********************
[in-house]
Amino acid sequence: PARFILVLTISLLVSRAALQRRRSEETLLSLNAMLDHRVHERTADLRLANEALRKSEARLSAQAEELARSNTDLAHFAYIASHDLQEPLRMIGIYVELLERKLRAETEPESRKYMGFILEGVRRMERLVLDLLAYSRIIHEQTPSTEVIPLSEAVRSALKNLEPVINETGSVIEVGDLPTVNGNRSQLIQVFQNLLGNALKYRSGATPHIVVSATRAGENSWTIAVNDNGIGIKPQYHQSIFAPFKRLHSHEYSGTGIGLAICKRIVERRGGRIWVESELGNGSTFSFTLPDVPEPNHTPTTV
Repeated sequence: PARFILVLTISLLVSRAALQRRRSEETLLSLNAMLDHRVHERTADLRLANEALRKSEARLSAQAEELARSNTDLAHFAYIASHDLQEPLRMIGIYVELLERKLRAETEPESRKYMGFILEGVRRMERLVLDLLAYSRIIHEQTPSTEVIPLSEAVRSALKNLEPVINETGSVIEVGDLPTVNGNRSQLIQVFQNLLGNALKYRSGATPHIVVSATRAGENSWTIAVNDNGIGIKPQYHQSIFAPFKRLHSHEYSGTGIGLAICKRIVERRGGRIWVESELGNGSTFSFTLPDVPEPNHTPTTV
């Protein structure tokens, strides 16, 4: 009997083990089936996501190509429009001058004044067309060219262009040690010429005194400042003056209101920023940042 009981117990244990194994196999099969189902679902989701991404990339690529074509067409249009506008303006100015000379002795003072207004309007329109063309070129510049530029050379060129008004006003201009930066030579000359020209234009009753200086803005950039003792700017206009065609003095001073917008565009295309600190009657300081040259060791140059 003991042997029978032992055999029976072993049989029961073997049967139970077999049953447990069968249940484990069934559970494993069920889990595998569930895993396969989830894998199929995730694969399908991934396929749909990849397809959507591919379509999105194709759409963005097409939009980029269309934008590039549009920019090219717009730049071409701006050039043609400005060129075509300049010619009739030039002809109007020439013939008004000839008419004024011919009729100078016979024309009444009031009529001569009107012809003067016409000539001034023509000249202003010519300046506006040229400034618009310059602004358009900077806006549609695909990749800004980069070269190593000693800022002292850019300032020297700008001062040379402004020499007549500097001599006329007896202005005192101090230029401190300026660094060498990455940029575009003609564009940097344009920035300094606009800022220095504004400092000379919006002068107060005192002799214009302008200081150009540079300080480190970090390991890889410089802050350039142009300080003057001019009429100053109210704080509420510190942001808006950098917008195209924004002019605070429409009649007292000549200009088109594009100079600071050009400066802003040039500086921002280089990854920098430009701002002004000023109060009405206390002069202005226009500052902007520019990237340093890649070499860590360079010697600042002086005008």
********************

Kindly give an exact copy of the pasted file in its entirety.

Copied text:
[in-house]
Amino acid sequence: PARFILVLTISLLVSRAALQRRRSEETLLSLNAMLDHRVHERTADLRLANEALRKSEARLSAQAEELARSNTDLAHFAYIASHDLQEPLRMIGIYVELLERKLRAETEPESRKYMGFILEGVRRMERLVLDLLAYSRIIHEQTPSTEVIPLSEAVRSALKNLEPVINETGSVIEVGDLPTVNGNRSQLIQVFQNLLGNALKYRSGATPHIVVSATRAGENSWTIAVNDNGIGIKPQYHQSIFAPFKRLHSHEYSGTGIGLAICKRIVERRGGRIWVESELGNGSTFSFTLPDVPEPNHTPTTV
Repeated sequence: PARFILVLTISLLVSRAALQRRRSEETLLSLNAMLDHRVHERTADLRLANEALRKSEARLSAQAEELARSNTDLAHFAYIASHDLQEPLRMIGIYVELLERKLRAETEPESRKYMGFILEGVRRMERLVLDLLAYSRIIHEQTPSTEVIPLSEAVRSALKNLEPVINETGSVIEVGDLPTVNGNRSQLIQVFQNLLGNALKYRSGATPHIVVSATRAGENSWTIAVNDNGIGIKPQYHQSIFAPFKRLHSHEYSGTGIGLAICKRIVERRGGRIWVESELGNGSTFSFTLPDVPEPNHTPTTV
């Protein structure tokens, strides 16, 4: 009997083990089936996501190509429009001058004044067309060219262009040690010429005194400042003056209101920023940042 009981117990244990194994196999099969189902679902989701991404990339690529074509067409249009506008303006100015000379002795003072207004309007329109063309070129510049530029050379060129008004006003201009930066030579000359020209234009009753200086803005950039003792700017206009065609003095001073917008565009295309600190009657300081040259060791140059 003991042997029978032992055999029976072993049989029961073997049967139970077999049953447990069968249940484990069934559970494993069920889990595998569930895993396969989830894998199929995730694969399908991934396929749909990849397809959507591919379509999105194709759409963005097409939009980029269309934008590039549009920019090219717009730049071409701006050039043609400005060129075509300049010619009739030039002809109007020439013939008004000839008419004024011919009729100078016979024309009444009031009529001569009107012809003067016409000539001034023509000249202003010519300046506006040229400034618009310059602004358009900077806006549609695909990749800004980069070269190593000693800022002292850019300032020297700008001062040379402004020499007549500097001599006329007896202005005192101090230029401190300026660094060498990455940029575009003609564009940097344009920035300094606009800022220095504004400092000379919006002068107060005192002799214009302008200081150009540079300080480190970090390991890889410089802050350039142009300080003057001019009429100053109210704080509420510190942001808006950098917008195209924004002019605070429409009649007292000549200009088109594009100079600071050009400066802003040039500086921002280089990854920098430009701002002004000023109060009405206390002069202005226009500052902007520019990237340093890649070499860590360079010697600042002086005008």